The future is not without detours. For the material researcher Thomas Klassen, this means that on his way from Geesthacht in the south-east of Schleswig-Holstein to Kiel, he must first drive via Hamburg. In Kiel classes should talk about the future: how the emission of greenhouse gases can be reduced with the help of hydrogen. The scientist is researching new tanks for this at the Helmholtz Center in Geesthacht. In political Berlin, the gas is just the stuff of dreams, the federal government is working on a "National Hydrogen Strategy" ( ZEIT No. 8/20). But it is precisely what many are conjuring up in the current euphoria that is preventing classes from getting to their destination this Wednesday in February: a hydrogen car.

Such cars are paradoxical pioneers. Because they are not just ambassadors for the new energy source. You can also see from them why hydrogen is a rather unlikely replacement for petrol or diesel in private transport.

It is around 260 kilometers from Geesthacht to Kiel and back. Thomas Klassen is unsure whether the remaining tank of his hydrogen SUV will suffice. However, it is not possible to fill the tank in Geesthacht or Kiel. And that's why the detour via Hamburg has to be.

The lack of petrol stations is the first of three major disadvantages: there are only around one petrol station with a hydrogen fuel pump per million inhabitants in Germany. The network of ordinary petrol filling stations is much denser, one for almost 6000 people.

The second, higher hurdle is physics. Before the gas can drive green, energy has to be converted in a complicated way, for example like this: from wind power to electricity, which uses hydrogen to generate hydrogen, which is stored under pressure and cooling and has to be transported and ultimately generates electricity in the fuel cell of a car, which ultimately drives the electric motor. "The conversion in each further individual process reduces the overall efficiency," summarize the experts from the Agora Verkehrswende think tank. In the end, hardly a third of the energy originally used arrives on the road - not particularly efficient (after all, it is more than two thirds for a battery-operated electric car).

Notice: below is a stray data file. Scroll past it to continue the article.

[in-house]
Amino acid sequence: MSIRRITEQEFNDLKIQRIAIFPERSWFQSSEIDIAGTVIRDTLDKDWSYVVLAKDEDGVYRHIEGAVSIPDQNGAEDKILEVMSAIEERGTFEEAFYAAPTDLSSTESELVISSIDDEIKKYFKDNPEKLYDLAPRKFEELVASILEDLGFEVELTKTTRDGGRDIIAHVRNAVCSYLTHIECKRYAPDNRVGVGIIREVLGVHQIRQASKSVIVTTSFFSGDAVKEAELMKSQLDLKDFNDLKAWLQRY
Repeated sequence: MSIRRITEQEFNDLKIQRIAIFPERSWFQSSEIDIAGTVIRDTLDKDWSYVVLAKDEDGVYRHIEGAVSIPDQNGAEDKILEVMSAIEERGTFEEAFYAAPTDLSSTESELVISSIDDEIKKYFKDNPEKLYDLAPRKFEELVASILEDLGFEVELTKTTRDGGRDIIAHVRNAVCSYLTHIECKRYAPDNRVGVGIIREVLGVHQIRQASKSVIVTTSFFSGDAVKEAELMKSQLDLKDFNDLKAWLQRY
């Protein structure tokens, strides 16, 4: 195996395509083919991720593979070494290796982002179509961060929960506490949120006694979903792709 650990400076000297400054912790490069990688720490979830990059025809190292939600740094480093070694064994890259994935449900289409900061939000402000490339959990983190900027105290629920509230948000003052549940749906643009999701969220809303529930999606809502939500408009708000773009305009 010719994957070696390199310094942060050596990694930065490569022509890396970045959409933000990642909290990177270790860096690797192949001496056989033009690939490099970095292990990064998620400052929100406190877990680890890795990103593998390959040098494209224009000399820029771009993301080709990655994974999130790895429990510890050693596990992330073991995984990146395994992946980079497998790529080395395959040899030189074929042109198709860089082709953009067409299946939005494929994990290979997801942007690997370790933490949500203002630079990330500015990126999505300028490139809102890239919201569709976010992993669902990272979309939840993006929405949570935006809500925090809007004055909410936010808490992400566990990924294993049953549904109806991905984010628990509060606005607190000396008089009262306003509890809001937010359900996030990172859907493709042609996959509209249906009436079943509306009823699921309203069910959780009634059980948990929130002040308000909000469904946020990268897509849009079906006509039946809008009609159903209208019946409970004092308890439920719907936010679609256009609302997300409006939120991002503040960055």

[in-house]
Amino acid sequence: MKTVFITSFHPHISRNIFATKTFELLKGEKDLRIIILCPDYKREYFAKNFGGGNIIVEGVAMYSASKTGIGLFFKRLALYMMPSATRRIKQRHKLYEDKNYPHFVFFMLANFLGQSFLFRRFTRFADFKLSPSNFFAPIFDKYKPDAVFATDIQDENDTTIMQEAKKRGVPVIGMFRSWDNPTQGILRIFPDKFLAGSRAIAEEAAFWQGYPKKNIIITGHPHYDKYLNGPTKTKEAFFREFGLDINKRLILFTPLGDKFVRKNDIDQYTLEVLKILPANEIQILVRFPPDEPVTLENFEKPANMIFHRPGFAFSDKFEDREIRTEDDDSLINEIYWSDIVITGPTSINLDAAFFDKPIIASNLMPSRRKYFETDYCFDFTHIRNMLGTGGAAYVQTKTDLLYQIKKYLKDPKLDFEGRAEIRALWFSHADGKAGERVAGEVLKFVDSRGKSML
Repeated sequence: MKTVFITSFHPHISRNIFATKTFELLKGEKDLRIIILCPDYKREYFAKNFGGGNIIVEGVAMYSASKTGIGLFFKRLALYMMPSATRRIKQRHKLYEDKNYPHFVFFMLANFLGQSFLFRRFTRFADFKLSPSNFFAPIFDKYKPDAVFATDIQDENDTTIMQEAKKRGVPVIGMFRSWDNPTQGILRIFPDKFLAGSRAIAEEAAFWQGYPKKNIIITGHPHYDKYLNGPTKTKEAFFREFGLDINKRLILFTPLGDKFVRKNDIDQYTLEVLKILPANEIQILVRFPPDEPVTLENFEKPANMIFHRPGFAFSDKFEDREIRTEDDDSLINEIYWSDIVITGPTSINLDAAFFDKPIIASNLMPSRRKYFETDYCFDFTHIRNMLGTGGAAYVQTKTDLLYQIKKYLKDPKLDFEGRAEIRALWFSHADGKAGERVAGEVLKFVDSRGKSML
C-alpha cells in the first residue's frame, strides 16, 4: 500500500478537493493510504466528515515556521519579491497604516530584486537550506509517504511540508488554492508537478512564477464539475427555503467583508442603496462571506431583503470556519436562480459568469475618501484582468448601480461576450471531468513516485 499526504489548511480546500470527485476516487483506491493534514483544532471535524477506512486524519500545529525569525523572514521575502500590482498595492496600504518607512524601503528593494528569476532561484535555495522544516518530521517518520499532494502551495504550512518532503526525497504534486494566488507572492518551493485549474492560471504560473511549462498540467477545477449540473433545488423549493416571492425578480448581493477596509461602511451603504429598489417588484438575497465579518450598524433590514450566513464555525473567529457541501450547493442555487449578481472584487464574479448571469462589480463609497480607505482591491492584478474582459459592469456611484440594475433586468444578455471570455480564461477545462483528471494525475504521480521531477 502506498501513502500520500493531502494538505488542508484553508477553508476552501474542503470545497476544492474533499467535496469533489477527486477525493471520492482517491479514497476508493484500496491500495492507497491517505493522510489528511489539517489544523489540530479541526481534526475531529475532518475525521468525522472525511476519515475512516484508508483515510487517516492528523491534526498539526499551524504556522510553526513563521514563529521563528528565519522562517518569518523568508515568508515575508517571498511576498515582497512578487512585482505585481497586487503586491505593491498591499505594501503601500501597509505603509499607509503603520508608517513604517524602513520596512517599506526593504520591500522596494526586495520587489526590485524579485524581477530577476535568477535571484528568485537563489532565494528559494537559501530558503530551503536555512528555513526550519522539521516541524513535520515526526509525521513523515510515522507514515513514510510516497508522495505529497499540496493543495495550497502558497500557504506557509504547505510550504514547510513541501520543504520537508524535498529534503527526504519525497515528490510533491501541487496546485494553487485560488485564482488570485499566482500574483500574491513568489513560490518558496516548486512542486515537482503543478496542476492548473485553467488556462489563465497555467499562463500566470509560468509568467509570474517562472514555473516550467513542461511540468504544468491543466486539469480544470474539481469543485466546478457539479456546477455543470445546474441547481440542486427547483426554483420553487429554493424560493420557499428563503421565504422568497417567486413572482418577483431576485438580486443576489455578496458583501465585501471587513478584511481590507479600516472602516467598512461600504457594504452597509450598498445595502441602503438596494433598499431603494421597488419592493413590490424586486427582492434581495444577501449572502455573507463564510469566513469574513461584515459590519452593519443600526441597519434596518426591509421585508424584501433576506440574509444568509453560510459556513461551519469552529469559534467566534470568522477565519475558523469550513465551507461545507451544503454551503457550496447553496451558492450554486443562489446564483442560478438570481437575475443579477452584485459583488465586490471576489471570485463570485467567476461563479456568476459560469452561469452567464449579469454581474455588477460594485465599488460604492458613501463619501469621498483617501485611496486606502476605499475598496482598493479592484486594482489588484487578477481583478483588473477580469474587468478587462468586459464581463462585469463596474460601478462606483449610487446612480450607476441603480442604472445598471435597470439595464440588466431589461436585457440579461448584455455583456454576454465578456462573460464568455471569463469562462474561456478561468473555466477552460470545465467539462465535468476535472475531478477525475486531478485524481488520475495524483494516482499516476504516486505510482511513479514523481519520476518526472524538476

In general, and that is disadvantage number three, the battery electric car has a clear lead over models with fuel cell and hydrogen: This category is so insignificant that it is not mentioned in the monthly registration statistics of the Federal Motor Transport Authority. The authority refers to a special evaluation according to which only 386 such cars were registered at the beginning of 2019, of which 372 cars.Newer figures are not yet available, but it is unlikely to be more than 500 vehicles. At the beginning of the year, this contrasted with almost 240,000 battery-powered electric vehicles, according to the Association of the Automotive Industry. After all, the government has been providing incentives here for years, not only when buying a car, but also when building charging stations. The fact that the few fuel cell models are currently still unrivaled in price is free - it's an uneven race.

Nevertheless, the draft of the national hydrogen strategy for fuel cells "also shows good prospects in the car sector (...)". Significantly, especially where pure battery cars reach their limits, "for vehicles with a high weight, in continuous operation and in use on long distances". Anyone who has the three major disadvantages of the energy source in mind may be surprised.

However, because greenhouse gas emissions (and air pollution in some places) are unacceptably high in traffic, hydrogen remains at play: it only generates water vapor in the fuel cell. If it was produced using green electricity, it is even climate neutral. At least the CO₂ statistics could be depressed with the gas: This applies both to the average ("fleet emissions") of individual manufacturers who struggle with the EU limits, as well as to the still rising emission curve of the entire German transport sector.

And for that you would, at least in Berlin, also accept a few detours.